This week in Video Game Criticism: From time limits to Proteus
This week, our partnership with game criticism site Critical Distance brings us picks from Kris Ligman on topics including the historical conventions of time limits in games, the authored nature of Proteus, and more.
[This week, our partnership with game criticism site Critical Distance brings us picks from Kris Ligman on topics including the historical conventions of time limits in games, the authored nature of Proteus, and more.]
Going anywhere? Why don't you stick around for a while? I've got some links for you, and they're the best you're likely to read all week. Straight from the best of game criticism, theory and commentary, it's This Week in Video Game Criticism!
We start off with the member blogs section of Gamasutra, where Sebastian Alvarado continues his incisive series on the portrayal of neuroscience in games, this week turning his attention to Deus Ex: Human Revolution. Meanwhile, fellow Gamasutra member blogger Sam Kite thinks we've got it all wrong about game cloning:
"This argument about cloning being ok is mindless. It has nothing to do with cloning. This is about being turned against one another by mutual isolation."
"The world of Proteus is in servitude to the player. Things here exist, more, were created, specifically to be experienced, to evoke something from the player. Proteus delivers this curated package while at once providing a playground for contemplative, aimless sauntering. Travel is not utilitarian here, it is not a means to get to where you 'need' to be. There's an intrinsic idyllic quality about the world, a landscape that's to be appreciated for its own sake.And yet there is intention behind every pixel in the horizon. Games aren't an accident, they aren't a miracle arising from chance. Games are designed.
My admiration is more easily channeled toward things I can intellectualize and understand, things I can learn from, and things that have purpose. The errant chance of nature? Not so much."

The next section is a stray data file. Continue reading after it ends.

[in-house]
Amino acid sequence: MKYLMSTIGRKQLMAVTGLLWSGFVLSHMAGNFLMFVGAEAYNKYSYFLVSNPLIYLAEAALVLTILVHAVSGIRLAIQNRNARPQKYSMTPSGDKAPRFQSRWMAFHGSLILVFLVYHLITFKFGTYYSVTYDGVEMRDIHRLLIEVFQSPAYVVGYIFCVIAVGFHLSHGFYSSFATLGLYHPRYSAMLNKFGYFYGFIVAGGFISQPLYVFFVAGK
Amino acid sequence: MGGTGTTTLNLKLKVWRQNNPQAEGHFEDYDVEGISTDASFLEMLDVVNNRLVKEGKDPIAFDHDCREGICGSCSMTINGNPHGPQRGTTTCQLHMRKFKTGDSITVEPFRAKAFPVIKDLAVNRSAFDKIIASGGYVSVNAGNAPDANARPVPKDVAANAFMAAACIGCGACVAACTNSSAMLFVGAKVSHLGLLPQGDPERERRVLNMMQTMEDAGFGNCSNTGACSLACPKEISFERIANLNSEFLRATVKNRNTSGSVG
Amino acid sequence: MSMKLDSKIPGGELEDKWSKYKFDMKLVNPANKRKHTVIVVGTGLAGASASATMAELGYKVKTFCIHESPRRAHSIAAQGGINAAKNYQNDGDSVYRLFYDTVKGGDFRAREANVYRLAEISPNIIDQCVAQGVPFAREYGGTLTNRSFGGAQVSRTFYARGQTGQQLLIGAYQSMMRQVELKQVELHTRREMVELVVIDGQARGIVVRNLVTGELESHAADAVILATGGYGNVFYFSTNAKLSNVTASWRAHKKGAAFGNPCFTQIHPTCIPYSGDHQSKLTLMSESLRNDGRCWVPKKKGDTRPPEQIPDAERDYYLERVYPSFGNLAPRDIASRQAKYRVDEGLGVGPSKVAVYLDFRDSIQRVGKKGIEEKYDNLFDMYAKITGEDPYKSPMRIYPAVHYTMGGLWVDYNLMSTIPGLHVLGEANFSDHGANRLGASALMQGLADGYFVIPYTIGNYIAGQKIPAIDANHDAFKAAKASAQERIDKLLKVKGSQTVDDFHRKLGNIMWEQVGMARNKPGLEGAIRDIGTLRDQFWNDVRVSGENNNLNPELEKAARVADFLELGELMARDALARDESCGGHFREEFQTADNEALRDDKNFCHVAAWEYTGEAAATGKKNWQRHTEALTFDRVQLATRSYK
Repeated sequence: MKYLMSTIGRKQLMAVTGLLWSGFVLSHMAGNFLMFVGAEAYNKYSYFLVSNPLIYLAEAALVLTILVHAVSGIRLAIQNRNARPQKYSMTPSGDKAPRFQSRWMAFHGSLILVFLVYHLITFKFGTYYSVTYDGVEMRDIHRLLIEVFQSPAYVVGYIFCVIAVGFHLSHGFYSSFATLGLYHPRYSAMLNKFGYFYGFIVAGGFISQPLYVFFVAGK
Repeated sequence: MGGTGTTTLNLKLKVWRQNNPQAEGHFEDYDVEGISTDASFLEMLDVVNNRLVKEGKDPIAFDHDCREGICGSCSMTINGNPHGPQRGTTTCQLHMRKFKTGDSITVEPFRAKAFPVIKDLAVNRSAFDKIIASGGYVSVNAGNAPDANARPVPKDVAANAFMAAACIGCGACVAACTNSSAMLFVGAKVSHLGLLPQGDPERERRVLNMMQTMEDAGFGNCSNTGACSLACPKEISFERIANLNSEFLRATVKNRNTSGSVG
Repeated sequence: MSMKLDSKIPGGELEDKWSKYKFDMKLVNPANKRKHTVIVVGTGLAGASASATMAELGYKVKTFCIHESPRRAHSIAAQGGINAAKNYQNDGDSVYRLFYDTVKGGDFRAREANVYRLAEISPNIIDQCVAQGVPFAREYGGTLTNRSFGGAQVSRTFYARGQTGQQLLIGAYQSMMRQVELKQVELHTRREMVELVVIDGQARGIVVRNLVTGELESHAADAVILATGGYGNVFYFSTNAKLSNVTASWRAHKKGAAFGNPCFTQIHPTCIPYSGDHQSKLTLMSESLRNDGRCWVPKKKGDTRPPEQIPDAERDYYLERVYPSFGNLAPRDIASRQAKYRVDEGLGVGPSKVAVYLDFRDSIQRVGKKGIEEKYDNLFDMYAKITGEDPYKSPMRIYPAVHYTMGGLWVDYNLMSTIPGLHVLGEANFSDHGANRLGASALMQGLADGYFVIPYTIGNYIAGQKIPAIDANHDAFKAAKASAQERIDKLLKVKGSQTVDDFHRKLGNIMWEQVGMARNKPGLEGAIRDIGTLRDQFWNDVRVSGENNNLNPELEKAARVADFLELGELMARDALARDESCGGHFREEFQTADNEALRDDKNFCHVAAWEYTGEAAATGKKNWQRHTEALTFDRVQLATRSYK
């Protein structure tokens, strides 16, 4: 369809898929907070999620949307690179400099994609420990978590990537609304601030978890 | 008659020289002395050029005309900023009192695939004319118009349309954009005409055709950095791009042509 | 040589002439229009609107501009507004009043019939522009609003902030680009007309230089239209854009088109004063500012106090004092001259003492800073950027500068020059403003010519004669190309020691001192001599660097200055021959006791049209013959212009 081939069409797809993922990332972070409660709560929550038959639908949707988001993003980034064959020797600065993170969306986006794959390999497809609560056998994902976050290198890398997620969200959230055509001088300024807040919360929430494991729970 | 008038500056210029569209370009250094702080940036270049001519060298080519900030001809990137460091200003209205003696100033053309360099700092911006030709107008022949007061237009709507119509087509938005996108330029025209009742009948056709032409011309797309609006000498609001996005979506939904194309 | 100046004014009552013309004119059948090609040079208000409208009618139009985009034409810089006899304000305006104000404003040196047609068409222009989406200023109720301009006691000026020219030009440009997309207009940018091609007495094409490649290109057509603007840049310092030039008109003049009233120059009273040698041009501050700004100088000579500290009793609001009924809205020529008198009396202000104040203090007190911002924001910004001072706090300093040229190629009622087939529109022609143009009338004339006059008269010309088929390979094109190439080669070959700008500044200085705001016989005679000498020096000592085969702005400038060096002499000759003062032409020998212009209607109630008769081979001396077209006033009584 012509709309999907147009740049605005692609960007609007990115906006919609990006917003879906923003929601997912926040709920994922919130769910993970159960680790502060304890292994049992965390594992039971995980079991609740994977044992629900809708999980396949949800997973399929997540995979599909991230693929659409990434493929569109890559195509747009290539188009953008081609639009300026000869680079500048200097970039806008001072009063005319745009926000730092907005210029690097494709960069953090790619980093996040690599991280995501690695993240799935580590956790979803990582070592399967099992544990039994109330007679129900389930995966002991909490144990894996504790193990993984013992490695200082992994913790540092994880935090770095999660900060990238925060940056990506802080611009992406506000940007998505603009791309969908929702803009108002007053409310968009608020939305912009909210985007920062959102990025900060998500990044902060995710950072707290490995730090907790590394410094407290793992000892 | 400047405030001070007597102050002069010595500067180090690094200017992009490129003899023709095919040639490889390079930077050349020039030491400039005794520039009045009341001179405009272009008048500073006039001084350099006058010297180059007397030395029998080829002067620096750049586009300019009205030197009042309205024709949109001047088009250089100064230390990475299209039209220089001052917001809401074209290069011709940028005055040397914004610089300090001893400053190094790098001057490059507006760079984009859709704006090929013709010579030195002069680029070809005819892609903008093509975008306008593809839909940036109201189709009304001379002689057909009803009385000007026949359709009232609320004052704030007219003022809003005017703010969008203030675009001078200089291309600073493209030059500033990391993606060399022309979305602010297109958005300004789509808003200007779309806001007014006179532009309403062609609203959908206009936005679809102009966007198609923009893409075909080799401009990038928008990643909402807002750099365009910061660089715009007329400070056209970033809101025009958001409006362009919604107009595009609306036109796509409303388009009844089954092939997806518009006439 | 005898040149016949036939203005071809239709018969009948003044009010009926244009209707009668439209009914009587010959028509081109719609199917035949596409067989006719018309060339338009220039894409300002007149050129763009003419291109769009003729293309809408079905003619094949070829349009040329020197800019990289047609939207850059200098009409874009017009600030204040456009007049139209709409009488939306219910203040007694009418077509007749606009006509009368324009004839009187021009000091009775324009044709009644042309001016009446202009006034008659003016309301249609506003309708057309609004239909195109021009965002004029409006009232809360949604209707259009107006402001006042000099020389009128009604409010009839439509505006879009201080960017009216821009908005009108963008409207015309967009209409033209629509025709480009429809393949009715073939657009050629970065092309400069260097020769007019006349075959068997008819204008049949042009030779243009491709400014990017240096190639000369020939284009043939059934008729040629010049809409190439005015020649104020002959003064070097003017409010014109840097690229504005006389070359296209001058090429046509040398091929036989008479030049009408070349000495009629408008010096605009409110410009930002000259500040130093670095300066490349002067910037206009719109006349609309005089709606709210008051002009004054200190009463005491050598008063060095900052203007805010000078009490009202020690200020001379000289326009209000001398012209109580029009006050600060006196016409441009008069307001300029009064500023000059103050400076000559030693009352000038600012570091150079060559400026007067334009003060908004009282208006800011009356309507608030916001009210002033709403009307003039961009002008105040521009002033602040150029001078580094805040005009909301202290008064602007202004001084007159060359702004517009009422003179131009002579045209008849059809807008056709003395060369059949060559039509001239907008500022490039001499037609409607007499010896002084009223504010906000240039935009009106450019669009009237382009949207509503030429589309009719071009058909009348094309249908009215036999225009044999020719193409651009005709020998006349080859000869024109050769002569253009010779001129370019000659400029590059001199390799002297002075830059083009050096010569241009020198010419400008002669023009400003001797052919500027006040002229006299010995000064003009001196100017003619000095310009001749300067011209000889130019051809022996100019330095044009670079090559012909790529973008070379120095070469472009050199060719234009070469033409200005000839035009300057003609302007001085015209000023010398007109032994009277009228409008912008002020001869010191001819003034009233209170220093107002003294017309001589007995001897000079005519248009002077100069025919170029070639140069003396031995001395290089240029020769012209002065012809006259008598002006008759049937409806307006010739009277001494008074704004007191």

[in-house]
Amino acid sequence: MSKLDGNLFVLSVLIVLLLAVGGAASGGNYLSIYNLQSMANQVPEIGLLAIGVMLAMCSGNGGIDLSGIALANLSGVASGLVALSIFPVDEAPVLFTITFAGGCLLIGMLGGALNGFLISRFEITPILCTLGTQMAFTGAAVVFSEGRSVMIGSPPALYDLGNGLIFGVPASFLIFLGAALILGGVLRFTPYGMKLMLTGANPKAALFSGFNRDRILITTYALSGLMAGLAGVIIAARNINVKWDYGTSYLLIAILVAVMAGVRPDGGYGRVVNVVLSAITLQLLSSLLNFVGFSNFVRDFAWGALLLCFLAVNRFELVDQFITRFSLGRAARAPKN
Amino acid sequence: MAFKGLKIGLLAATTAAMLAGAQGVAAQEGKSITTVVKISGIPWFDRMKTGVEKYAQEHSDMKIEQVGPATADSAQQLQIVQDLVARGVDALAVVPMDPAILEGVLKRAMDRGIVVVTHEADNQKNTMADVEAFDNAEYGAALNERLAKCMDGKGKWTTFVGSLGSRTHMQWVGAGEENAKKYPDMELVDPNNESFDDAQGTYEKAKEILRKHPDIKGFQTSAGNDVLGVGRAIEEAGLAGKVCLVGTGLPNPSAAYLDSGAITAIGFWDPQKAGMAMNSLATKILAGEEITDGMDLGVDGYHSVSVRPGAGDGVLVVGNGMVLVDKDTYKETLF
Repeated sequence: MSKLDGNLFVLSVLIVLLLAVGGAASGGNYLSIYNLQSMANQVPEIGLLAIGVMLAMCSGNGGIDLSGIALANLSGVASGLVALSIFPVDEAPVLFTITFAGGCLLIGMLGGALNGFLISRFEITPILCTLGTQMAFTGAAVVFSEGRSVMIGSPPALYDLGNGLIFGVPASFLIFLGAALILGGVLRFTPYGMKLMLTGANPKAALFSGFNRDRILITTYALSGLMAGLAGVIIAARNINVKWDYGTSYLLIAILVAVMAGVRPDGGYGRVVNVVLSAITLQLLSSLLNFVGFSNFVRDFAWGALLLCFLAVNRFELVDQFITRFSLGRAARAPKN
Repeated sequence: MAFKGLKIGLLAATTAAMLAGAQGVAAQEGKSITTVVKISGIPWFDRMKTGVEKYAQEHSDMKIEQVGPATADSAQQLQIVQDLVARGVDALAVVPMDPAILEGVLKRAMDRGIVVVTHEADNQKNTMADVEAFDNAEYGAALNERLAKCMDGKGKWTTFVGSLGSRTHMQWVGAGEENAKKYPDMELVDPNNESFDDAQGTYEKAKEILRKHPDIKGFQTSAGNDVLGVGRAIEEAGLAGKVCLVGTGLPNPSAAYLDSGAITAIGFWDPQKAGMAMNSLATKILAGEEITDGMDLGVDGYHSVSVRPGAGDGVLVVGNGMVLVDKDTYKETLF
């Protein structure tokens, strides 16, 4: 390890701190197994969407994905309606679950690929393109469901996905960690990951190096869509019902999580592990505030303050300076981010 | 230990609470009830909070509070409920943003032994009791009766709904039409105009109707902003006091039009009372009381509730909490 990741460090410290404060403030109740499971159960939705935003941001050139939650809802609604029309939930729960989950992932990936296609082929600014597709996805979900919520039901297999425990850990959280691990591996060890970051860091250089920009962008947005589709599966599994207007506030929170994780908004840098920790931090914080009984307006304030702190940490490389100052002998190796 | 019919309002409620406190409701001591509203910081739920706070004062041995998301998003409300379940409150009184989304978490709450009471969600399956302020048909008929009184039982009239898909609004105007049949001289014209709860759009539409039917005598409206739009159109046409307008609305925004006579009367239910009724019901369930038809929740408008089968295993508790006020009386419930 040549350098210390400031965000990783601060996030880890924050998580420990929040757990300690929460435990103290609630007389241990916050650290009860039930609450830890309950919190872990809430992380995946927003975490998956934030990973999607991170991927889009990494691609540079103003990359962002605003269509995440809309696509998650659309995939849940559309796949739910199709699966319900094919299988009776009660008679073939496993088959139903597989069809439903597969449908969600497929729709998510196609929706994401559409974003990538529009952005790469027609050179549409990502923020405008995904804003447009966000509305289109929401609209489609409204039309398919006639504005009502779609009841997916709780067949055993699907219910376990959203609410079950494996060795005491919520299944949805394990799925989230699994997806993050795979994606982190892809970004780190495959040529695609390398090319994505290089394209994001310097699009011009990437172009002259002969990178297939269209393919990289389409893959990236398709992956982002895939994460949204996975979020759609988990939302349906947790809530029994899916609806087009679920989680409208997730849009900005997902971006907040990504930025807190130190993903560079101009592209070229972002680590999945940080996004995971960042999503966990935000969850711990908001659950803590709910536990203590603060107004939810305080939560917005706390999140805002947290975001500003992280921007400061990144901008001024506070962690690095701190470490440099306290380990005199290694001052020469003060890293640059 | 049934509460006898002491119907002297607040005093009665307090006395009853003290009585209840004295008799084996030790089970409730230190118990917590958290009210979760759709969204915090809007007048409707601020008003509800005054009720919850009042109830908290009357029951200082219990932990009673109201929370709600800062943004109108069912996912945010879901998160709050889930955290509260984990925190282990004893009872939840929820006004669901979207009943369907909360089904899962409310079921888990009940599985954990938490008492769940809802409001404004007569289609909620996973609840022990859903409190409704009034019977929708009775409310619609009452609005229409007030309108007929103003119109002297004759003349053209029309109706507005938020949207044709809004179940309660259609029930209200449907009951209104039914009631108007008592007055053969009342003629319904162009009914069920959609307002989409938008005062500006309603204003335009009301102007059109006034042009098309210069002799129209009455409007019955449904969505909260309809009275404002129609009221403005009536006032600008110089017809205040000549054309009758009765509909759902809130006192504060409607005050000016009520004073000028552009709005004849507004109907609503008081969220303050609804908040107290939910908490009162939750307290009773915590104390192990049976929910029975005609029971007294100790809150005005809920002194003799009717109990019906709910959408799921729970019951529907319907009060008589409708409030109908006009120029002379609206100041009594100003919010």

"In truth, this is where video games struggle to communicate most with the young: they are an old-fashioned mode of communication. A majority of them tell the stories our parents, and our parents' parents, want to tell. They're not stories about pursuing our dreams, but stories about when we've already achieved them. We're never no one, anymore: we're assassin, we're dragonborn, we're Command Shepard's favorite store on the Citadel. We're never Mega Man, a cyborg with natural gifts but who has to earn everything for himself.Video games are stories about when we've already arrived."
Meanwhile, Rob of World One-Two would appear to disagree in this recent essay on Journey, arguing particularly for its philosophical and aesthetic universalism:
"For me, Journey is about the only thing that art worth any goddamn can ever be about, which is what it is we're all doing here. Journey is about truth, about base reality, about this experience of being itself we so often ignore. It is a call to look around us and remember that, as David Foster Wallace puts it: "This is water. This is water.""
"There's a certain Otherness to the timer, a sense of a foreign entity watching over us, monitoring our every move, and casting silent judgment. The timer isn't just about what we're doing, but what we're missing as a result. Every action loses valuable time that could be spent elsewhere… and only the ticking clock knows if we made the right choice. The game is now about performance, in more ways than one."
And you may have heard that a certain long-awaited game starting with D and ending in -iablo 3 was finally released recently. Kill Screen's Yannick LeJacq reflects how the Diablo series puts the agony in games of agon: "When I start to get exhausted, when bolts of pain shoot through my knuckles and up my arm, I have to remind myself that this is a game about hell." Elsewhere, Unwinnable's Jenn Frank thinks the game is just too gosh-darn cute:
"In playing Diablo III, I feel such an expansive detachment from its happenings and goings-on. Take, for instance, my unprejudiced penchant for destruction: "We aren't bad people," I assured my friend Julian, right as his Witch Doctor punched a desk into smithereens. "We are only cats who like to tip things over.""